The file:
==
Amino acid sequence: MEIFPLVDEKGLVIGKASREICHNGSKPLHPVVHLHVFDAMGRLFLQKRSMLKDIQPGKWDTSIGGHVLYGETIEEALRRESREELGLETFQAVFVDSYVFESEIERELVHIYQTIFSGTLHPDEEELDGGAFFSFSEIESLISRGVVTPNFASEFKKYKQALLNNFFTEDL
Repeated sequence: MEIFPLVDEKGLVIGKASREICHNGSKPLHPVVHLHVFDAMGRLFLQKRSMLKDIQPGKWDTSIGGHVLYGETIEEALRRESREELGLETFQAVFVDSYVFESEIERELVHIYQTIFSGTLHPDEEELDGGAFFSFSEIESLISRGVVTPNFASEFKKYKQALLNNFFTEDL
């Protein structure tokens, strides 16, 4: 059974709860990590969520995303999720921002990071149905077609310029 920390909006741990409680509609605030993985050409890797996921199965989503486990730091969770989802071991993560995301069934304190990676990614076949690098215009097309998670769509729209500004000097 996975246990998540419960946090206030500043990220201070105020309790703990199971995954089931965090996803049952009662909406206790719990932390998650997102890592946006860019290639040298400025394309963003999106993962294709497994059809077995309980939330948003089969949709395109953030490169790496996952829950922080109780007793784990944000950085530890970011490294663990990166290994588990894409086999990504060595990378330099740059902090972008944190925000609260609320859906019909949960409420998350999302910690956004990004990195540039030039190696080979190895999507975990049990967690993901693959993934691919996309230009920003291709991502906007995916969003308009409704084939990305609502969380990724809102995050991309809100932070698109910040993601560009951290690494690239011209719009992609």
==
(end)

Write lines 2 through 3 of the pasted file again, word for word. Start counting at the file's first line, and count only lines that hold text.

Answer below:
Repeated sequence: MEIFPLVDEKGLVIGKASREICHNGSKPLHPVVHLHVFDAMGRLFLQKRSMLKDIQPGKWDTSIGGHVLYGETIEEALRRESREELGLETFQAVFVDSYVFESEIERELVHIYQTIFSGTLHPDEEELDGGAFFSFSEIESLISRGVVTPNFASEFKKYKQALLNNFFTEDL
């Protein structure tokens, strides 16, 4: 059974709860990590969520995303999720921002990071149905077609310029 920390909006741990409680509609605030993985050409890797996921199965989503486990730091969770989802071991993560995301069934304190990676990614076949690098215009097309998670769509729209500004000097 996975246990998540419960946090206030500043990220201070105020309790703990199971995954089931965090996803049952009662909406206790719990932390998650997102890592946006860019290639040298400025394309963003999106993962294709497994059809077995309980939330948003089969949709395109953030490169790496996952829950922080109780007793784990944000950085530890970011490294663990990166290994588990894409086999990504060595990378330099740059902090972008944190925000609260609320859906019909949960409420998350999302910690956004990004990195540039030039190696080979190895999507975990049990967690993901693959993934691919996309230009920003291709991502906007995916969003308009409704084939990305609502969380990724809102995050991309809100932070698109910040993601560009951290690494690239011209719009992609």